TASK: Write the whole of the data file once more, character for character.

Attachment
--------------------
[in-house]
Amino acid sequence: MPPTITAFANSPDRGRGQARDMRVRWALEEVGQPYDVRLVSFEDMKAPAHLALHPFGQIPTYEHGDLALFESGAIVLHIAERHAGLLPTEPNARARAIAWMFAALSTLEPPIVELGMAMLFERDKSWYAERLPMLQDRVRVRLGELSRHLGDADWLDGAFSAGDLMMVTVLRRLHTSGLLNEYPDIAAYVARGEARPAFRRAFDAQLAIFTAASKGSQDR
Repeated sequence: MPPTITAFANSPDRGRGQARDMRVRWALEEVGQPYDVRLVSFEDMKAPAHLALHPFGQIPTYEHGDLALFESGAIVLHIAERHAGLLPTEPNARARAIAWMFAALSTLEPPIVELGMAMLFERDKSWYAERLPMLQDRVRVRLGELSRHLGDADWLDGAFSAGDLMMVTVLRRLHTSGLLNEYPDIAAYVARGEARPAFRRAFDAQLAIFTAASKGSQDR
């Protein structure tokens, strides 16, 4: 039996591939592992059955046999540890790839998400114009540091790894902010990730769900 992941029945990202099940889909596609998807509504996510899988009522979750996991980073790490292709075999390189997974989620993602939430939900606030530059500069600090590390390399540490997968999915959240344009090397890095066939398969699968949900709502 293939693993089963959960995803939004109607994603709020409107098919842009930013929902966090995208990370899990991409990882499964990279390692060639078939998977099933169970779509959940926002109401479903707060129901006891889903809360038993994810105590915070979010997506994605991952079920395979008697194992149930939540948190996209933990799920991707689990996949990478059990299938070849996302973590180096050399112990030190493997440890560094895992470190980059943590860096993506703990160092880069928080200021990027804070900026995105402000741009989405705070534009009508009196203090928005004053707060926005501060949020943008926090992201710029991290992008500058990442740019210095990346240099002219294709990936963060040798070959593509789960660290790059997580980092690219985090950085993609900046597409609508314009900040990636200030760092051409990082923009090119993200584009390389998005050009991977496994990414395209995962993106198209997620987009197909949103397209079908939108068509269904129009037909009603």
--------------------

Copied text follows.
[in-house]
Amino acid sequence: MPPTITAFANSPDRGRGQARDMRVRWALEEVGQPYDVRLVSFEDMKAPAHLALHPFGQIPTYEHGDLALFESGAIVLHIAERHAGLLPTEPNARARAIAWMFAALSTLEPPIVELGMAMLFERDKSWYAERLPMLQDRVRVRLGELSRHLGDADWLDGAFSAGDLMMVTVLRRLHTSGLLNEYPDIAAYVARGEARPAFRRAFDAQLAIFTAASKGSQDR
Repeated sequence: MPPTITAFANSPDRGRGQARDMRVRWALEEVGQPYDVRLVSFEDMKAPAHLALHPFGQIPTYEHGDLALFESGAIVLHIAERHAGLLPTEPNARARAIAWMFAALSTLEPPIVELGMAMLFERDKSWYAERLPMLQDRVRVRLGELSRHLGDADWLDGAFSAGDLMMVTVLRRLHTSGLLNEYPDIAAYVARGEARPAFRRAFDAQLAIFTAASKGSQDR
């Protein structure tokens, strides 16, 4: 039996591939592992059955046999540890790839998400114009540091790894902010990730769900 992941029945990202099940889909596609998807509504996510899988009522979750996991980073790490292709075999390189997974989620993602939430939900606030530059500069600090590390390399540490997968999915959240344009090397890095066939398969699968949900709502 293939693993089963959960995803939004109607994603709020409107098919842009930013929902966090995208990370899990991409990882499964990279390692060639078939998977099933169970779509959940926002109401479903707060129901006891889903809360038993994810105590915070979010997506994605991952079920395979008697194992149930939540948190996209933990799920991707689990996949990478059990299938070849996302973590180096050399112990030190493997440890560094895992470190980059943590860096993506703990160092880069928080200021990027804070900026995105402000741009989405705070534009009508009196203090928005004053707060926005501060949020943008926090992201710029991290992008500058990442740019210095990346240099002219294709990936963060040798070959593509789960660290790059997580980092690219985090950085993609900046597409609508314009900040990636200030760092051409990082923009090119993200584009390389998005050009991977496994990414395209995962993106198209997620987009197909949103397209079908939108068509269904129009037909009603």